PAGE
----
Who's Your Farmer? 

September 17, 2015
Who's Your Farmer?

"If you asked the question, almost everyone would be able to tell you who their doctor is, even though you only see them every six months. If however, you asked someone, 'who's your farmer?' they would have no idea, even though we sit down to three meals a day! There's no relationship there and I'd like to see that change." - Charlie Arnott

Charlie Arnott has farming in his blood.

His family has bred cattle for 60 years and his great, great, great grandfather William Arnott started the famous Arnott's Biscuit Company. Charlie is at the forefront of sustainable farming practices and is an ambassador for 'From Farm to Fork', a Landcare Australia initiative to get people together to enjoy awesome Australian food, while supporting the farmers who make it possible.

Charlie breeds his cattle hormone free and grass fed, winning countless awards along the way for his natural resource management and conservation practices.

We caught up with Charlie to chat about farming and the romance of agriculture.

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How does your business work?

My family has been on this farm for 45 years, I moved back home to manage it in 1997. For the first eight years we did everything conventionally but over the last 10 years I've done things very differently. We were very busy and relatively environmentally conscious but I didn't feel it was sustainable and felt that needed to be looked at.

We stopped using chemicals and 'cropping'. There were seven or eight enterprises within the farm and I was finding it complicated to manage them all properly. This meant we were compromising so the decision was made to simplify the business to beef.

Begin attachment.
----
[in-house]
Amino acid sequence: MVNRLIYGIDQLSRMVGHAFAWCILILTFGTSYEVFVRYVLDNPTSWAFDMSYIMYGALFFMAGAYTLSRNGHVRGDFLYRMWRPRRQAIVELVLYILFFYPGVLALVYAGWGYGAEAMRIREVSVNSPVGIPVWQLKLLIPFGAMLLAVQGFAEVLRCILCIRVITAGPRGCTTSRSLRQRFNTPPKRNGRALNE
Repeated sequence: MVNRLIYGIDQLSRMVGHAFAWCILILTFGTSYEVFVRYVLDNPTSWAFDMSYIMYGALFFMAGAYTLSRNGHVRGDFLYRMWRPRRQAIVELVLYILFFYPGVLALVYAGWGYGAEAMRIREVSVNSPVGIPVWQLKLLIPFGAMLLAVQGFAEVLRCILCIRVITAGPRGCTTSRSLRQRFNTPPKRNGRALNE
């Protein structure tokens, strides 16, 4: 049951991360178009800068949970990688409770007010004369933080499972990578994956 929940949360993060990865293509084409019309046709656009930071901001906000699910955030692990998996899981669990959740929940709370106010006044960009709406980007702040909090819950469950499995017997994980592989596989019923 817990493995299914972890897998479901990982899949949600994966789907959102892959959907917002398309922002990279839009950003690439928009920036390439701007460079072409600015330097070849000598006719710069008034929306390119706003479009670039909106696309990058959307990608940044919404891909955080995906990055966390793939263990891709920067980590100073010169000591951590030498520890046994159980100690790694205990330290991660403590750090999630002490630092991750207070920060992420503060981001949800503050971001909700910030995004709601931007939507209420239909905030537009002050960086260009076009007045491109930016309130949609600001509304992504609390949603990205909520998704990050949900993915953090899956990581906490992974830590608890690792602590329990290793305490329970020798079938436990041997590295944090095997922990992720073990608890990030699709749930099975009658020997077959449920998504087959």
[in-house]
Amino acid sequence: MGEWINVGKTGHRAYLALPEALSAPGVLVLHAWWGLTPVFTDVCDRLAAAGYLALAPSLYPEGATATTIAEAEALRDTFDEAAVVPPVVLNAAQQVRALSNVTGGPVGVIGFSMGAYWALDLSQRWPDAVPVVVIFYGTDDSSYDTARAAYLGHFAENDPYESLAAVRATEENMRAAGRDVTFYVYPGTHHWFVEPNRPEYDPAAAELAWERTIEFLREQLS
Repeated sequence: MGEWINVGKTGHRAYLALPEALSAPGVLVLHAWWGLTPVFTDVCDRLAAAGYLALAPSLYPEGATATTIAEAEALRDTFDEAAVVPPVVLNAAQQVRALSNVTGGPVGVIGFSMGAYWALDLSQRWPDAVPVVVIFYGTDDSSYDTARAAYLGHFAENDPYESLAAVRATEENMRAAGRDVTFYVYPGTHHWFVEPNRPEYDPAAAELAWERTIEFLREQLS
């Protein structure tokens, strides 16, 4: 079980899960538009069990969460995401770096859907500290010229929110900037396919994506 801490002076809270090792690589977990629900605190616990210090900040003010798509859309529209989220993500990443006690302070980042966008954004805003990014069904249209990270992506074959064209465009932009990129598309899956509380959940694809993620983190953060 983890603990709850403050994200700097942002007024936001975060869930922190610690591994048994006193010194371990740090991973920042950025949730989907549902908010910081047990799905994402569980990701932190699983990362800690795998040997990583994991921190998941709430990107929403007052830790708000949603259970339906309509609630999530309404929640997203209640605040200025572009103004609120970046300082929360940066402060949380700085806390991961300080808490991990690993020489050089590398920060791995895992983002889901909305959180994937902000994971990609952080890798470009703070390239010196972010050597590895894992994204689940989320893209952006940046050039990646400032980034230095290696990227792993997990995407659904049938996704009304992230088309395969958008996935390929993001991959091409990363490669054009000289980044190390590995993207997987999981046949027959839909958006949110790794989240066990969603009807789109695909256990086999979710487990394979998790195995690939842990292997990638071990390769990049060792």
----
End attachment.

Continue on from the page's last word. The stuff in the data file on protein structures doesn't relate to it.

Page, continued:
See also: Shaping Sustainable Surfboards


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What was the biggest change for you?

The biggest change came from asking the question "who was going to eat the food?"

Agriculture has become industrial and lost its romance, it's all machines and chemicals. I'm trying to get back to the most natural form possible. I think the gradual shift of people moving from the country to the city is creating a real disconnect. There is the possibility of an immediate connection back to food because it is front of us three times a day.

For me, I stopped having the attitude that I am a farmer who produces a commodity. Instead, I started thinking that I am a farmer who grows food to feed people. I wanted to focus on the connection between me as a feeder, and the eaters. This change of attitude increased the degree of responsibility I had to people and the environment. Previously we would produce a commodity and forward it on, now the focus is how we produce that food and how we think about the people who are eating it. In a perfect world not one kilo of beef will go off our paddock without knowing where it goes.

The attitude change came first, then the change of management and marketing came second.

We work with nature a lot more. With conventional farming you are constantly fighting nature, all you are doing with chemicals is trying to kill stuff. So we work with nature instead of against it. Once you are dependent upon the chemical loop it requires more and more manmade things to prop it up. It's hard to break the loop, but once you do, the natural food produced is worth it.

See also: Find out why the honey bee is worth their weight in gold


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How important is the marketing side of what you are trying to do?